Can Movies Change Our Minds?

In an editorial on Sunday in the LA Times, Maria DiBattista asks whether movies can change people’s minds about social issues, using “Brokeback Mountain” as an example:

Movies can envision the need for social change, but it is unclear that they can help bring it about. They are better at pointing the way to a different, happier, more fulfilling life. Not the least interesting thing about the hopeless love dramatized in “Brokeback Mountain,” which garnered eight Oscar nominations last week, is how many social hopes it has inspired. Ang Lee, after winning the award as best director at the Golden Globes, hailed “the power of movies to change the way we’re thinking,” although he later thought it advisable to wait to “see how it plays out.”

…Movies can take on the great social problems of their time, but they may be the least effective — or appropriate — medium for solving them. Did “Gentleman’s Agreement” mark the beginning of the end of anti-Semitism in America? Did “Guess Who’s Coming to Dinner” make it easier for interracial couples to marry? Did “Wall Street” help unseat the captains of industry and discredit their doctrine of “greed is good”? Name any “problem film” — whether it deals with discrimination (racial, ethnic, sexual or religious), social reform (of schools, prisons, legislatures) or corporate corruption (national or global) — and you will come up with the same unimpressive results. The more designs a movie has on us, the less willing we are to change our minds, much less our social and business practices.

I have to disagree with her premise. I think that movies — whether feature films or TV movies — have the potential to change attitudes and beliefs, and ultimately to bring about individual and social change. In many cases, a movie may be the first exposure an individual has to a particular topic, raising the awareness that a problem exists. Think “Erin Brockovich” (environmental hazards), “Hotel Rwanda” (genocide), “One Flew Over the Cuckoo’s Nest” (mental institutions) or the recent “Human Trafficking” on Lifetime, which I’ve discussed over on Craig Lefebvre’s blog.

When health issues are portrayed and humanized in a movie, viewers are left with a richer understanding of what it must be like for a person with that condition and the people who take care of them. Movies like “A Beautiful Mind” (schizophrenia), “My Left Foot” (cerebral palsy), “Philadelphia” (AIDS), “Children of a Lesser God” (deafness), “Rain Man” (autism) and “Lorenzo’s Oil” (adrenoleukodystrophy – ALD) are all examples of stories with sympathetic characters that bring us into their world. Awareness is the first step to understanding, which may then lead to a desire to do something and make a difference — or at least be more sensitive to people with these conditions.

Organizations addressing the crisis in Darfur actively promoted the viewing of the film “Hotel Rwanda” precisely to get people involved in confronting the current genocide. The miniseries “Human Trafficking” is part of Lifetime’s strategy to raise awareness of this issue with their audience and get them to take action. Movies can be the catalyst for individual and social change.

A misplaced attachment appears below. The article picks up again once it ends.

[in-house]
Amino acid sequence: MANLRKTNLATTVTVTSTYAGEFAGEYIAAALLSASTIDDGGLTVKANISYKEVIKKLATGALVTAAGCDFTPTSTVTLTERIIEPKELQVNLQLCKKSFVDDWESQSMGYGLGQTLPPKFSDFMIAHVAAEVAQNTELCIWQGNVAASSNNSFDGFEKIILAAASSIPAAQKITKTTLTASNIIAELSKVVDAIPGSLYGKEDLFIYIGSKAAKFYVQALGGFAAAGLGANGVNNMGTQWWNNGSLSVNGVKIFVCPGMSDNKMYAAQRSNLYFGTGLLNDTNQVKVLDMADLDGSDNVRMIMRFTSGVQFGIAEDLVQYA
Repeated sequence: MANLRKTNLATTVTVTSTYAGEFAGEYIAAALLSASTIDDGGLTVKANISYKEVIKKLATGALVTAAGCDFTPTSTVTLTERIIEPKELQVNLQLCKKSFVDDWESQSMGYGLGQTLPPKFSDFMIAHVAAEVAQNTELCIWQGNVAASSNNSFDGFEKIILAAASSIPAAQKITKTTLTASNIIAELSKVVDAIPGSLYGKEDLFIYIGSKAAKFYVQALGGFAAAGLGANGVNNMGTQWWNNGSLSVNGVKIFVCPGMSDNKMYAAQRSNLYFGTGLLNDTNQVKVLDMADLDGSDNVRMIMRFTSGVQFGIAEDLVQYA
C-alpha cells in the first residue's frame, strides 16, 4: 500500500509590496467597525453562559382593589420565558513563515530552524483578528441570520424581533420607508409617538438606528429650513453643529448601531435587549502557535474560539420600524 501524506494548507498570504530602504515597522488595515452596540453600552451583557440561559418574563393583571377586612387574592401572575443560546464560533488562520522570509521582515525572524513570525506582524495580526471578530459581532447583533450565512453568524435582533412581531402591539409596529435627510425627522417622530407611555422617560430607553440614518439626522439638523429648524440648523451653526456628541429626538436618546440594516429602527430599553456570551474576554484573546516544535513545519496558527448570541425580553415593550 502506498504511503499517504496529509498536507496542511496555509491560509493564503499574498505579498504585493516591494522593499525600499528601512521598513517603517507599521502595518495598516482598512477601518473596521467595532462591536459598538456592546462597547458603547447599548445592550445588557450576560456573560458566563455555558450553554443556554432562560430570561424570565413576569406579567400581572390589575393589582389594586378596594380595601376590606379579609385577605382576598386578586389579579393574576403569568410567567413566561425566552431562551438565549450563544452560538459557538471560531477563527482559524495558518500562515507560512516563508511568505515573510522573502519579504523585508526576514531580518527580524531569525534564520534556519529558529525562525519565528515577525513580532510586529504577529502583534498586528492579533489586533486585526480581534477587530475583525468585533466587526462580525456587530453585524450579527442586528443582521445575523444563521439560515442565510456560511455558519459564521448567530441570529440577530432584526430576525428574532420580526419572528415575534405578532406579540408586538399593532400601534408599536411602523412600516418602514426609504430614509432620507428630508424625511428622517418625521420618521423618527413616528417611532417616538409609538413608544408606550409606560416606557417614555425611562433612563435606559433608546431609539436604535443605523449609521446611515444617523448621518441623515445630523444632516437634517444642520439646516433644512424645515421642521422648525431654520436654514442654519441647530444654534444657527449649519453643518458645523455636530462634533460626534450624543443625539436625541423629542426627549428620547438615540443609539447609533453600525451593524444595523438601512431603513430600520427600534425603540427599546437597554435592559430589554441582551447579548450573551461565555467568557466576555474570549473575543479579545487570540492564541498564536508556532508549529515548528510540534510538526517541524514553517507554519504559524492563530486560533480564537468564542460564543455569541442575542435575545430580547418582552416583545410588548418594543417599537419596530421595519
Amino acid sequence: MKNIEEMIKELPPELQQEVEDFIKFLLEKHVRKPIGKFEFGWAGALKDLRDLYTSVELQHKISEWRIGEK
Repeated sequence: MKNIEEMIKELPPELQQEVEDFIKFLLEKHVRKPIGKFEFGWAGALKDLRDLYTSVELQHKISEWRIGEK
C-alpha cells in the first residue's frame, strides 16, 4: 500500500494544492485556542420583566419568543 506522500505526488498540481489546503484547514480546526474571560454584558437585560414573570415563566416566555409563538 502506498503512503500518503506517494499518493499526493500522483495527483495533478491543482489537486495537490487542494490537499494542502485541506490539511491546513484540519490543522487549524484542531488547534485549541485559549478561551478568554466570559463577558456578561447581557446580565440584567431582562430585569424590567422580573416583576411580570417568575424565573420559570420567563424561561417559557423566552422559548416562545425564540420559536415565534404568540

Micki Krimmel makes the point on the WorldChanging blog that

To a surprisingly great degree, the real power of films to affect social change is determined by the marketing…

Hollywood marketers should take a cue from social action groups, and not just by copying their grassroots marketing model. There are clearly large groups of people out there who care about social causes and are just waiting for a movie they can get behind. If people believe in something, they’ll market it for you.

The irony is that when the Hollywood marketers get hold of a film with the potential to spark social change, they minimize the controversial or issue-based aspects of the movie to make it more palatable to a broad audience. This then waters down the appeal of the film to the people who would be most likely to take the issue and run with it if they had been mobilized as part of the marketing strategy.

Movies can be powerful. They let us live someone else’s life for 2 hours. They can help us understand the world from another’s viewpoint. They can show us things we would never see in our own lifetimes. When a movie comes out that addresses the issues you care about, use the opportunity to galvanize others and harness the power of film to change hearts and minds.

I just came across this website – – that is associated with Participant Productions, where Micki Krimmel (linked above) works. Participant Productions is a film company started by Jeff Skoll of eBay, which produces movies specifically intended to bring about social change. Their recent films include Syriana, North Country, and Good Night and Good Luck. explicitly seeks to link the social action component described above with each movie. Whether or not you fall on the same side as them politically, this is a very interesting model with great potential for social marketing.

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